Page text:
Worldwide assessment of protected areas

According to a TUM-led study, mountain habitats as seen here in Pakistan’s

According to a TUM-led study, mountain habitats as seen here in Pakistan’s Deosai National Park are quite well protected. Many other habitats do not yet have this level of protection. Image: Ch. Hof / TUM

Protected areas are among the most effective tools for preserving biodiversity. However, new protected areas are often created without considering existing ones. This can lead to an overrepresentation of the biophysical characteristics, such as temperature or topography, that define a certain area. A research group at the Technical University of Munich (TUM) has now assessed a global analysis of the scope of protection of various biophysical conditions.

Protected areas are important for maintaining populations of various species. They ensure that many animals and plants do not lose their habitat and thus help to protect endangered species and safeguard biodiversity.

The worldwide protected area network is steadily growing in number and extent. "From a conservation standpoint, this is generally a welcome trend. But the uncoordinated expansion of protected areas can result in wasted resources worldwide if care is not taken to protect as many species communities and environmental conditions as possible," says Dr. Christian Hof , the director of the junior research group "MintBio - Climate change impacts on biological diversity in Bavaria: Multidimensional Integration for better BIOdiversity projections" under the auspices of the Bavarian climate research network bayklif at TUM.

The scientists investigated the extent to which the world’s current network of protected areas, both on land and at sea, are truly representative in terms of biophysical features, such as temperature, precipitation, topography, sea surface temperature and salinity. In other words, which conditions are not sufficiently protected at present and where are they located.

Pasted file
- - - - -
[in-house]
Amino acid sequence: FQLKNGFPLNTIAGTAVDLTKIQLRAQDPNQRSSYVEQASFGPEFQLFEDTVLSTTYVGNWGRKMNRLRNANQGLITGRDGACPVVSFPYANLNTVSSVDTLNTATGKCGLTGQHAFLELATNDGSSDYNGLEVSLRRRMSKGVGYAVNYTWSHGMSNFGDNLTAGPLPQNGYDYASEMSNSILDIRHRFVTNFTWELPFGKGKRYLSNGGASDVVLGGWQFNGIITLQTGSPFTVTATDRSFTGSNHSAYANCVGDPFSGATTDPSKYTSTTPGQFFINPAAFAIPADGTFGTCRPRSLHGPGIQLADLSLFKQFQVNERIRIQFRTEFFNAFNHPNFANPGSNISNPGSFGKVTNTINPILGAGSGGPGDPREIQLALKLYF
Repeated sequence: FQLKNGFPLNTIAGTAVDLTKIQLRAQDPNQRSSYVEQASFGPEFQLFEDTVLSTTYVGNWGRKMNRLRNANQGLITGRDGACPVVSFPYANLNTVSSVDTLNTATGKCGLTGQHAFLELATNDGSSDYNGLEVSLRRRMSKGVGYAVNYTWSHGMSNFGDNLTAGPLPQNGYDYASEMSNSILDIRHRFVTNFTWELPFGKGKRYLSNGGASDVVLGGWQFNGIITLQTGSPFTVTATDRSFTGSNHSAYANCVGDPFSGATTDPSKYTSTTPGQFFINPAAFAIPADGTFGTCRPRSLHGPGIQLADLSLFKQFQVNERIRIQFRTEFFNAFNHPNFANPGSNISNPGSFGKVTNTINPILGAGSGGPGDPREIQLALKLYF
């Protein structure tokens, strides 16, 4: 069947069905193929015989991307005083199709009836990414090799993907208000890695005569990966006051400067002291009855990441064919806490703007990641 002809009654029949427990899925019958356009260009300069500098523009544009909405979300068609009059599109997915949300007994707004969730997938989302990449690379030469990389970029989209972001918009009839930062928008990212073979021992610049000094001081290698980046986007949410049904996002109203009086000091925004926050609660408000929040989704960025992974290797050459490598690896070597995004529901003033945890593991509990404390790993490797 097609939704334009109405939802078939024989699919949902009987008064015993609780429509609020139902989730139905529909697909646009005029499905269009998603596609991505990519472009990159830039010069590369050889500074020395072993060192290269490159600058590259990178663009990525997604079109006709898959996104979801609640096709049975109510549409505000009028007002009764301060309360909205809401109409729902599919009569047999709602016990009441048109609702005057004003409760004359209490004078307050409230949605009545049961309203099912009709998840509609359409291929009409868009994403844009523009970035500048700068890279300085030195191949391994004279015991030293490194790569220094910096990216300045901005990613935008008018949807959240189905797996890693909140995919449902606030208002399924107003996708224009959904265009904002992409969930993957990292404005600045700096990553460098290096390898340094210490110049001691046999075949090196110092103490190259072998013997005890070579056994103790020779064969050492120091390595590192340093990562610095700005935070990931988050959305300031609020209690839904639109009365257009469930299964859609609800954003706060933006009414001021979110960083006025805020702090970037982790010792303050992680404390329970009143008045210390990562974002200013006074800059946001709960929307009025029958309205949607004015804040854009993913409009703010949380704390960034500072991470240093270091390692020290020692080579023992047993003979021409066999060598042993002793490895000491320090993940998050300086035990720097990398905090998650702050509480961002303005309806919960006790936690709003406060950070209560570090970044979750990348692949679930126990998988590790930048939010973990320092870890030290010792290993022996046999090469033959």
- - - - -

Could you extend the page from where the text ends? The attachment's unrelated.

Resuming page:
"The planning of protected areas has tended to focus on biodiversity and representative ecosystems," says Matthias Biber , a doctoral candidate in the MintBio team. Under his leadership, a research team has now studied the combination of biophysical factors on a global scale. This method has so far often been overlooked when planning protected areas and so far no global assessment has considered terrestrial and marine habitats together.

The study shows that protected areas are relatively rare in regions with high temperatures and low precipitation, while the protection of various elevations is evenly distributed. "Our study thus reveals low protection for conditions like those in the Sahara and the Arabian Peninsula," says Matthias Biber.

In the marine realm, by contrast, areas with medium and high sea surface salinity and the deep sea were found to be underrepresented, while protection for different surface temperature conditions was evenly distributed. "Especially in the deep sea, we still know much too little about biodiversity. Because our study shows a lack of protection of this habitat, that means that a largely unexplored area could be lost through damage from human activity or exploitation," says Biber.

"The planning and structure of networks of protected areas is vitally important to the preservation of biodiversity. Because we do not even know in some cases which species remain undiscovered in areas such as the deep sea or the desert and how these and other species will respond to climate change, it is important not to limit protection to a few areas with high biodiversity. Instead we should create a network of protected areas with maximum resilience that will offer refuge for all possible environmental conditions and thus all potential habitats in the future," explains Hof.

Consequently, the study can provide useful insights for researchers, practitioners and political actors in order to create a more comprehensive global protected area network.

Matthias F. Biber, Alke Voskamp, Christian Hof (2021): Representation of the world’s biophysical conditions by the global protected area network. In: Conservation Biology.


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